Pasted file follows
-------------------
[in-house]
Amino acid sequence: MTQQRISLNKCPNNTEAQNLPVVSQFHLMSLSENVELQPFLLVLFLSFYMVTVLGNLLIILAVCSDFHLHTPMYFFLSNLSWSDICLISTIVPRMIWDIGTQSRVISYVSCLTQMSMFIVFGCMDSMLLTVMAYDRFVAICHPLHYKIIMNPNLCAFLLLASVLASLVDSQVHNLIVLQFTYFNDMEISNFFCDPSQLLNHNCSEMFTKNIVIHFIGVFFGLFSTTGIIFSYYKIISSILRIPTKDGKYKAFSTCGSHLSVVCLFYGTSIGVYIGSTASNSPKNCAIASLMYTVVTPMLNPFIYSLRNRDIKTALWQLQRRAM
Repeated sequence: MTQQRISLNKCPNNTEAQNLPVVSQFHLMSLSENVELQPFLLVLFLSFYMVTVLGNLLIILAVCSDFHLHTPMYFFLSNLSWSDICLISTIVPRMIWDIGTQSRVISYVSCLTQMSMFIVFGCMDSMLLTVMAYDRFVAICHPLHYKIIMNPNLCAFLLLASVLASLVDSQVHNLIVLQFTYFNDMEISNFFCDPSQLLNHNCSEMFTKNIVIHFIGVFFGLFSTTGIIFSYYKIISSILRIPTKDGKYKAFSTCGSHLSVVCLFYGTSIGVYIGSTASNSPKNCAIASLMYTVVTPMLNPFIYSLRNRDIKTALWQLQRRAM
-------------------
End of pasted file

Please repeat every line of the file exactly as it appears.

[in-house]
Amino acid sequence: MTQQRISLNKCPNNTEAQNLPVVSQFHLMSLSENVELQPFLLVLFLSFYMVTVLGNLLIILAVCSDFHLHTPMYFFLSNLSWSDICLISTIVPRMIWDIGTQSRVISYVSCLTQMSMFIVFGCMDSMLLTVMAYDRFVAICHPLHYKIIMNPNLCAFLLLASVLASLVDSQVHNLIVLQFTYFNDMEISNFFCDPSQLLNHNCSEMFTKNIVIHFIGVFFGLFSTTGIIFSYYKIISSILRIPTKDGKYKAFSTCGSHLSVVCLFYGTSIGVYIGSTASNSPKNCAIASLMYTVVTPMLNPFIYSLRNRDIKTALWQLQRRAM
Repeated sequence: MTQQRISLNKCPNNTEAQNLPVVSQFHLMSLSENVELQPFLLVLFLSFYMVTVLGNLLIILAVCSDFHLHTPMYFFLSNLSWSDICLISTIVPRMIWDIGTQSRVISYVSCLTQMSMFIVFGCMDSMLLTVMAYDRFVAICHPLHYKIIMNPNLCAFLLLASVLASLVDSQVHNLIVLQFTYFNDMEISNFFCDPSQLLNHNCSEMFTKNIVIHFIGVFFGLFSTTGIIFSYYKIISSILRIPTKDGKYKAFSTCGSHLSVVCLFYGTSIGVYIGSTASNSPKNCAIASLMYTVVTPMLNPFIYSLRNRDIKTALWQLQRRAM